All I've ever known is a traditional, multi-year cell phone contract. Several people in my close circle of friends have switched over to prepaid wireless when their contracts were up. Should I switch too? I decided to delve into the matter for a couple of reasons: I don't know much about the prepaid wireless players and, just like anything else, I'm assuming that some prepaid mobile providers are better than others for different users and different coverage areas. Starting your search for the prepaid wireless provider that's best for you involves asking yourself some basic questions.
How much will you use your cell phone? Are you an everyday, all day talker and texter? Or do you check in on your phone once or twice a day or more like a few times a month? Is your phone just for emergencies? Do you do a lot of social networking? It doesn't take long to figure out that the type of phone and number of minutes you need directly relates to the way you use your phone.
Identify the type of cell phone you want. Take a look at each type of phone, including smartphones, camera phones, flip (or clamshell) phones, slider-keyboard phones, and Bluetooth-enabled phones, and consider that every one of them comes with a different price tag and functionality requirements. And unlike traditional contract-based mobile providers, prepaid carriers don't typically subsidize the cost of the phone, which means you'll most likely pay full price for your phone. Take an honest look at your budget and if you're really worried about cost, rest assured that several online sites (like TracFone, for example) and retail outlets (think Walmart) carry lots of phones starting in the under $20 range.
Are you a data hog? Viewing videos, sharing photos on social networks, and email traffic can consume a lot of network data. Keep in mind that some prepaid wireless carriers will charge you extra fees if you surpass your data limit (even if you have an unlimited data plan). Or, if they think you're purposely abusing their network, they could cut off your service altogether.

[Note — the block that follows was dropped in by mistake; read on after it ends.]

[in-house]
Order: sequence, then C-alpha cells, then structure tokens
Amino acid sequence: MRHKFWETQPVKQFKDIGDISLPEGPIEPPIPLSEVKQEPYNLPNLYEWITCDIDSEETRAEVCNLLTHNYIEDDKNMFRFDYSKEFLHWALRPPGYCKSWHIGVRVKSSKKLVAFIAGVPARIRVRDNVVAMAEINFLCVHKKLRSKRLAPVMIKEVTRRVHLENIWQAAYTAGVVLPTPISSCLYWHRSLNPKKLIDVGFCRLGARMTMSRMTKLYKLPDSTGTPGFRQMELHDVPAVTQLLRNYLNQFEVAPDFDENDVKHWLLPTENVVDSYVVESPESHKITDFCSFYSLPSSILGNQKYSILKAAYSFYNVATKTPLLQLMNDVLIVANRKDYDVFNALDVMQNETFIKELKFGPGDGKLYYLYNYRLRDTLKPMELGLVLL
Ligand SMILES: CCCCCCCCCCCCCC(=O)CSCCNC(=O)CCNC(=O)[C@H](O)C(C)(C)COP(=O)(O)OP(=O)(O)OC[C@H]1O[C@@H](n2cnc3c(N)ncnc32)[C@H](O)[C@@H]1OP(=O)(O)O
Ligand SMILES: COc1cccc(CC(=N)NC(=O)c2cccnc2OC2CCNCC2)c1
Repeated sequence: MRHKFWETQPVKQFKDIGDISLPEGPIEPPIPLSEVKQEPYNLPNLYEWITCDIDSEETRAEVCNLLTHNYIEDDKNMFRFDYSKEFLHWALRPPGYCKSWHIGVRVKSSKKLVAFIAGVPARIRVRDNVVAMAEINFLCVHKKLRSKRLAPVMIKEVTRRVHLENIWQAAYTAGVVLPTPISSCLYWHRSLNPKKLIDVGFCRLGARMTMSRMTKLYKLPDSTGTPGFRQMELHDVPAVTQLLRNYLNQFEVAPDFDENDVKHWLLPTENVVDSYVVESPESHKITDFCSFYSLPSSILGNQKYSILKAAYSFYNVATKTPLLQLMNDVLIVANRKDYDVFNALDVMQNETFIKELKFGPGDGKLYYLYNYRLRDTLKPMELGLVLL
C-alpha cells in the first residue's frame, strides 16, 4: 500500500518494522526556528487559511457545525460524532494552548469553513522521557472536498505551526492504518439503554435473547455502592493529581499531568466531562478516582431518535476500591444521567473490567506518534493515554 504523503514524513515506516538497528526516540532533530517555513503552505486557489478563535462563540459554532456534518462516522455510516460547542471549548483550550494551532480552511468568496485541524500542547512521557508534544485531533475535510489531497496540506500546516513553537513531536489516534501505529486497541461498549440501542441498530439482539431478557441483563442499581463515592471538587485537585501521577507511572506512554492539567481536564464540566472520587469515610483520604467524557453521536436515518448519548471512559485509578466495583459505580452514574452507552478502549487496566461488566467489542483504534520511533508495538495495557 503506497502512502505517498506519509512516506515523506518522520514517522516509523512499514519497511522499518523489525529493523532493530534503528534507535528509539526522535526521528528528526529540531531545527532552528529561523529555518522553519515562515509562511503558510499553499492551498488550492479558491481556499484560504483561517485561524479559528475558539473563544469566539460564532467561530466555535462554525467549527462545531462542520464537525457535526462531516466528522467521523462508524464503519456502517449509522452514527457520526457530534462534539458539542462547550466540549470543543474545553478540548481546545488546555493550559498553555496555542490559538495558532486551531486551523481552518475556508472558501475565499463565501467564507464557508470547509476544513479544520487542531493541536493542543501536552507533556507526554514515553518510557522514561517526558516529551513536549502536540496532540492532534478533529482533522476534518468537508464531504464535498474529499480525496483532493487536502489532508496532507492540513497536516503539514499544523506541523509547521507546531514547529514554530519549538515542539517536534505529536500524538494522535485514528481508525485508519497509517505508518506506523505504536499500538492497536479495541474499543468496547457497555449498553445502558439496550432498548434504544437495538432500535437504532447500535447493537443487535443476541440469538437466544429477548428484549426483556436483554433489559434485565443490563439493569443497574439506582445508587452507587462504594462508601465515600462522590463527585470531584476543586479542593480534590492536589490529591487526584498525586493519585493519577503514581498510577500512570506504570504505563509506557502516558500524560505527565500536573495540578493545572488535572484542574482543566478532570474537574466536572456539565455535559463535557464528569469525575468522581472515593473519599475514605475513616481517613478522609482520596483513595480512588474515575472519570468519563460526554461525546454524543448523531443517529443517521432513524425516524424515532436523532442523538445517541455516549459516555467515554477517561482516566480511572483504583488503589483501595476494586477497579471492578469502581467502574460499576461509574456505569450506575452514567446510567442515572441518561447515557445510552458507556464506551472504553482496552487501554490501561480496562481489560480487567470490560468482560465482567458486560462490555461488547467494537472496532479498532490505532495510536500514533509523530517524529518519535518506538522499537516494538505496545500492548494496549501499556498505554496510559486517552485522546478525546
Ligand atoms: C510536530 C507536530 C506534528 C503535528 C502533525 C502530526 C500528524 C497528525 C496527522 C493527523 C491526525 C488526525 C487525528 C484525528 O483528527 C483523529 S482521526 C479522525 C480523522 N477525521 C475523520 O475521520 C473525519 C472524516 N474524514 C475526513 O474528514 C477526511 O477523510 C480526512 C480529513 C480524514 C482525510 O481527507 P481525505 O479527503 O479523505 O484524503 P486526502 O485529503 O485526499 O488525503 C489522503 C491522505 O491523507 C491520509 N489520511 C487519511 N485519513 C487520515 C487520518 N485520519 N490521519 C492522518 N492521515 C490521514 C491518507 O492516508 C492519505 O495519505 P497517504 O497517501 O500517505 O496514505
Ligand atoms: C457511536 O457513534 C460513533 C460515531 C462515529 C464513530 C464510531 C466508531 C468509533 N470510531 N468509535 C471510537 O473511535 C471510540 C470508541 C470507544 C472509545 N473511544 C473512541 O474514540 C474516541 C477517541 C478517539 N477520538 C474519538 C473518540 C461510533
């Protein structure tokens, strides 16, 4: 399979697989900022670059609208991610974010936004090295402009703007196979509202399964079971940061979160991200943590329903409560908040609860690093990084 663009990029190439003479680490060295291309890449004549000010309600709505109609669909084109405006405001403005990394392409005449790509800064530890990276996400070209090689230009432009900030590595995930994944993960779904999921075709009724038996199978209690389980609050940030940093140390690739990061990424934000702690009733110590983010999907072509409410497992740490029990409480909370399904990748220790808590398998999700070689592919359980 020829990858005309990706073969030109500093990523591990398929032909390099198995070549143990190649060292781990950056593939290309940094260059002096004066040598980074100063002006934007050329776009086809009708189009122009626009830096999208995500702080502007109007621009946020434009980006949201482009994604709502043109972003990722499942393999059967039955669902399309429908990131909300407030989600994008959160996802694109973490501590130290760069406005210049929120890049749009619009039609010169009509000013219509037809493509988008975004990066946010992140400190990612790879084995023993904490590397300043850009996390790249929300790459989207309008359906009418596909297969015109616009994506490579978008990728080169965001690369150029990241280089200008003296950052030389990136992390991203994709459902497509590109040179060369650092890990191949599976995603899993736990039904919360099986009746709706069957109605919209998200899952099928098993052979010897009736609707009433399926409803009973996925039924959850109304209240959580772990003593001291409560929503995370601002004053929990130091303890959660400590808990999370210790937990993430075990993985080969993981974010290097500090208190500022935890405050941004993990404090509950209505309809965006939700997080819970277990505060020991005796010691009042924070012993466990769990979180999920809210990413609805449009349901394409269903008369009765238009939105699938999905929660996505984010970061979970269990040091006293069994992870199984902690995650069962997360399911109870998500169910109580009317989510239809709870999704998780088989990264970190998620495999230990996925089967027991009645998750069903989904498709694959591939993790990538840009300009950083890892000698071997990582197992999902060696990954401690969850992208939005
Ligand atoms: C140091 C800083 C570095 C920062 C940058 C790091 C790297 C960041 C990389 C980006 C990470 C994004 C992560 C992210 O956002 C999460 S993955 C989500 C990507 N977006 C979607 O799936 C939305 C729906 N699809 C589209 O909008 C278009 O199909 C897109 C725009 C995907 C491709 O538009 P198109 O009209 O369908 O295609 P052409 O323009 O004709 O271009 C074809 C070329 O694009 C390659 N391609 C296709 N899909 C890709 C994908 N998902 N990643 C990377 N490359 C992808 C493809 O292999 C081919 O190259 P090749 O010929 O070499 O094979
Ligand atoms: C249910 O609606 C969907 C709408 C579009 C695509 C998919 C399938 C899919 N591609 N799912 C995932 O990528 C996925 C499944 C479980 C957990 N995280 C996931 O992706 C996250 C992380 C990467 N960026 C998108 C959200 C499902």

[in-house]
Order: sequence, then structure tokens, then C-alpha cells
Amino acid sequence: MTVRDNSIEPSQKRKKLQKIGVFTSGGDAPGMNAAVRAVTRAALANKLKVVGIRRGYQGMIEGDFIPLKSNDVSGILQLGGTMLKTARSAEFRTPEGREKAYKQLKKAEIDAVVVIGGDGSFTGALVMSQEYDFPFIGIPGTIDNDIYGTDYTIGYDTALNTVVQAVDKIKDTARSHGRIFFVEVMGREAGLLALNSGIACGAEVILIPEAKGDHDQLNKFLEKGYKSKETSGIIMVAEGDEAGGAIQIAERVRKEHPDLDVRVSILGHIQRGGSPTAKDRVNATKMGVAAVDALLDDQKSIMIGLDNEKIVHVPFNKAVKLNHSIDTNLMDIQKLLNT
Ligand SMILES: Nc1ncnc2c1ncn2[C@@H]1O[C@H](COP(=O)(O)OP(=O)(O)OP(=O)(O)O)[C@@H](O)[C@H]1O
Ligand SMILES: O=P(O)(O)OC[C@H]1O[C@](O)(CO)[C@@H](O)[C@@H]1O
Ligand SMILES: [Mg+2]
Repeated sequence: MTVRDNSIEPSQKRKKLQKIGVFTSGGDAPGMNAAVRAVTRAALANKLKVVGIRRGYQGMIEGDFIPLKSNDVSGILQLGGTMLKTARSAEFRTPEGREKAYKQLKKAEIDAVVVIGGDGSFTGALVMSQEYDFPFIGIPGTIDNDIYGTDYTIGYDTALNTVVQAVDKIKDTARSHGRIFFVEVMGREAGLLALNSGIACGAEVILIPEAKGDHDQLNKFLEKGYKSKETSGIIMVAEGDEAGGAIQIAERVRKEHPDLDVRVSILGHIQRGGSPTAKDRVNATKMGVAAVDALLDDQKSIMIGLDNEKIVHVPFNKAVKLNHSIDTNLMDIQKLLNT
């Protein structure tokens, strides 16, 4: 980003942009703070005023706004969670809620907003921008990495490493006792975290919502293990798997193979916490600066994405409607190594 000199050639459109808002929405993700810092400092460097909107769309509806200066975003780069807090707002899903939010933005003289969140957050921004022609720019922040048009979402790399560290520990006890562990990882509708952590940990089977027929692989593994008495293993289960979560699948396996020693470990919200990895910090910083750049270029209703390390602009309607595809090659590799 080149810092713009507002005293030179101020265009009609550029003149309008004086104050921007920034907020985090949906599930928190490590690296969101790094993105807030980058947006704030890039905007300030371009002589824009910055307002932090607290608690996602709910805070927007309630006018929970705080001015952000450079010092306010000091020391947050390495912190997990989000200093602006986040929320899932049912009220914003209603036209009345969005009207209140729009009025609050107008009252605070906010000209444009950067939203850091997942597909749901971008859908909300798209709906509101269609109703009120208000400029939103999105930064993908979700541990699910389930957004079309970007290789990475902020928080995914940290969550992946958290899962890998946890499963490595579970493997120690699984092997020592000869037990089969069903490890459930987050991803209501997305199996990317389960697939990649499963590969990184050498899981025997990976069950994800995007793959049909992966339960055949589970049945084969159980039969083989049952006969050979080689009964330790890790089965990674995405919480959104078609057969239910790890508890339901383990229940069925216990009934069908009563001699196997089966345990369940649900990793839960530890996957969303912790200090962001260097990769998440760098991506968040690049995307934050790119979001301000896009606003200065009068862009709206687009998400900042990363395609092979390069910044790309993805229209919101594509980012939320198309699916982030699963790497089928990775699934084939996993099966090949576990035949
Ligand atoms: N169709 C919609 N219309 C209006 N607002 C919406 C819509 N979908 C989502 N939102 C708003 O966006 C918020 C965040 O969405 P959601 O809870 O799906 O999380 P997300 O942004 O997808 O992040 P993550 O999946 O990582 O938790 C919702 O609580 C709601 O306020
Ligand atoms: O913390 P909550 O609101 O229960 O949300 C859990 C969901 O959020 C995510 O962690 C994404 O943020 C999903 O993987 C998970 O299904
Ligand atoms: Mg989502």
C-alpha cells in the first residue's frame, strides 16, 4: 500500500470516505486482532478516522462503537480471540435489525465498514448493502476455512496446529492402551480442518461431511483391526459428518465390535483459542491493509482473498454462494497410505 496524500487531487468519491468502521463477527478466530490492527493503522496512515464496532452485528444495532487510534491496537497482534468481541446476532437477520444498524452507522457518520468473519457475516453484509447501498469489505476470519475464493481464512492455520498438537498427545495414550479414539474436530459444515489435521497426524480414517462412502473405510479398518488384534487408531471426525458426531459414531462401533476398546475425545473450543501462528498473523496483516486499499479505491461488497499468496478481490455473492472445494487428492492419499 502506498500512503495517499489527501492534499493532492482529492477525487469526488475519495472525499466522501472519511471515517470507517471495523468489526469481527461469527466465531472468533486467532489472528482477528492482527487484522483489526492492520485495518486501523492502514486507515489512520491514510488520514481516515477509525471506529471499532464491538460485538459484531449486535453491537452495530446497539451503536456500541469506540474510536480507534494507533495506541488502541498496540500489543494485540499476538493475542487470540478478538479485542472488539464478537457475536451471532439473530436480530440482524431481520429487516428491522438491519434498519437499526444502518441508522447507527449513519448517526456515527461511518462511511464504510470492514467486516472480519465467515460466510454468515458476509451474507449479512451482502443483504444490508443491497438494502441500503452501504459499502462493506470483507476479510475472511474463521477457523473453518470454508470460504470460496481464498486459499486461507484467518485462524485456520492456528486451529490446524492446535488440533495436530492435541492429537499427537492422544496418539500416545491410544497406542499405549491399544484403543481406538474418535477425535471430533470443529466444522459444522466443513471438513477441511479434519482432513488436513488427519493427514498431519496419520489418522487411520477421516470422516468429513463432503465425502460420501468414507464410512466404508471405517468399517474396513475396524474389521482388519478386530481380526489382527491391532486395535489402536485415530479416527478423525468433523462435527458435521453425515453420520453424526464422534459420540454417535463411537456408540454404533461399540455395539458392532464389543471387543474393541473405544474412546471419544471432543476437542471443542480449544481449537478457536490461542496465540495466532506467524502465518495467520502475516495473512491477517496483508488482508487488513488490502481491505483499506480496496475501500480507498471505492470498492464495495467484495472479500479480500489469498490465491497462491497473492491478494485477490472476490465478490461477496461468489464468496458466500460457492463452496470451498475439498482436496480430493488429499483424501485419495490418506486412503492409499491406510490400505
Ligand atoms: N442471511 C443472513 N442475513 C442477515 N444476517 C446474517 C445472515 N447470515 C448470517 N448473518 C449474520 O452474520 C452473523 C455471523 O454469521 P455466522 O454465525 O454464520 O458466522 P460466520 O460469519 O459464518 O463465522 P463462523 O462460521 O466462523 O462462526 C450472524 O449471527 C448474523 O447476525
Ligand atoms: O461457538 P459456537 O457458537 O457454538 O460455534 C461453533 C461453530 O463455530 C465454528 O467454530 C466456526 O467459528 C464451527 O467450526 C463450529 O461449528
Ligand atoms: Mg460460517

Where will you use your mobile phone? Determine which prepaid wireless providers offer the best service coverage in your area by checking their coverage maps (this info is usually available on the provider's website; I found one on Straight Talk's home page). If you call or travel internationally, make sure your provider of choice has service that works in the countries you visit or dial the most.
Do your homework. Friends and family are invaluable sources for information and recommendations about prepaid wireless provider coverage and customer service, especially if they use their phones in your same geographic area. Online sites are great for comparing rates and service plans (the links below are a good start). When you're narrowing down your list of prepaid wireless providers, make sure to read the fine print to identify any overage costs or hidden charges.
As you do your research and weigh your options, keep in mind that ultimately, you want to select the prepaid wireless provider that has a plan with optimal rates and coverage for you, and a phone that you want.